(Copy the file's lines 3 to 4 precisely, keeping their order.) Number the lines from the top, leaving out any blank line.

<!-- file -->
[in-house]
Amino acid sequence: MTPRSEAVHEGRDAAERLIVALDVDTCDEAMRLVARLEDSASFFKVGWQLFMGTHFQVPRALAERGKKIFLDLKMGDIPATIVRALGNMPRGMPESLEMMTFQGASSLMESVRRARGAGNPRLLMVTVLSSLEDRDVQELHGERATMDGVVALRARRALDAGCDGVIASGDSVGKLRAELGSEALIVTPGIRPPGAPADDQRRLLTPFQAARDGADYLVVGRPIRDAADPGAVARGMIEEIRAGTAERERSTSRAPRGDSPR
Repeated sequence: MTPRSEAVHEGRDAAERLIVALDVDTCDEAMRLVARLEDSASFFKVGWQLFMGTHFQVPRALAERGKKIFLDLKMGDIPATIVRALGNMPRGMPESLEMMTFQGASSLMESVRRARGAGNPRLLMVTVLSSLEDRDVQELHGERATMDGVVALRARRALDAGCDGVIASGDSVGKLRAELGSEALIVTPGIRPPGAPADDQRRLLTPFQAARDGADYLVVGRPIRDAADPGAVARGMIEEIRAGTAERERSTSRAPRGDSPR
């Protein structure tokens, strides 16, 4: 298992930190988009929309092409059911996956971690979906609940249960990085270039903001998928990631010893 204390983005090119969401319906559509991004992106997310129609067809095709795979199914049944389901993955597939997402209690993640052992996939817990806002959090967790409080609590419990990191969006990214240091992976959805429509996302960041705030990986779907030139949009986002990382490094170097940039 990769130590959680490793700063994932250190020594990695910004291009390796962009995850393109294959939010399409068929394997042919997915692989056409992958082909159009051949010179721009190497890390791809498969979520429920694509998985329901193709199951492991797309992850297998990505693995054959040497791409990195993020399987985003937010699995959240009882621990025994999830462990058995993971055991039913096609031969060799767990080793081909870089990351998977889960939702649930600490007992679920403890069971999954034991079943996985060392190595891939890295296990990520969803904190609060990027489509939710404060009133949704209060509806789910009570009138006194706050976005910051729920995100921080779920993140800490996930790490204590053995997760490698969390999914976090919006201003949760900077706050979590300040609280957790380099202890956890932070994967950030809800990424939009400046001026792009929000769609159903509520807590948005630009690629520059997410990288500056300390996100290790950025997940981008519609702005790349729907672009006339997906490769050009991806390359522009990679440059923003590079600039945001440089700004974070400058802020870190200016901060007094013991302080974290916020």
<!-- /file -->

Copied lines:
Repeated sequence: MTPRSEAVHEGRDAAERLIVALDVDTCDEAMRLVARLEDSASFFKVGWQLFMGTHFQVPRALAERGKKIFLDLKMGDIPATIVRALGNMPRGMPESLEMMTFQGASSLMESVRRARGAGNPRLLMVTVLSSLEDRDVQELHGERATMDGVVALRARRALDAGCDGVIASGDSVGKLRAELGSEALIVTPGIRPPGAPADDQRRLLTPFQAARDGADYLVVGRPIRDAADPGAVARGMIEEIRAGTAERERSTSRAPRGDSPR
């Protein structure tokens, strides 16, 4: 298992930190988009929309092409059911996956971690979906609940249960990085270039903001998928990631010893 204390983005090119969401319906559509991004992106997310129609067809095709795979199914049944389901993955597939997402209690993640052992996939817990806002959090967790409080609590419990990191969006990214240091992976959805429509996302960041705030990986779907030139949009986002990382490094170097940039 990769130590959680490793700063994932250190020594990695910004291009390796962009995850393109294959939010399409068929394997042919997915692989056409992958082909159009051949010179721009190497890390791809498969979520429920694509998985329901193709199951492991797309992850297998990505693995054959040497791409990195993020399987985003937010699995959240009882621990025994999830462990058995993971055991039913096609031969060799767990080793081909870089990351998977889960939702649930600490007992679920403890069971999954034991079943996985060392190595891939890295296990990520969803904190609060990027489509939710404060009133949704209060509806789910009570009138006194706050976005910051729920995100921080779920993140800490996930790490204590053995997760490698969390999914976090919006201003949760900077706050979590300040609280957790380099202890956890932070994967950030809800990424939009400046001026792009929000769609159903509520807590948005630009690629520059997410990288500056300390996100290790950025997940981008519609702005790349729907672009006339997906490769050009991806390359522009990679440059923003590079600039945001440089700004974070400058802020870190200016901060007094013991302080974290916020």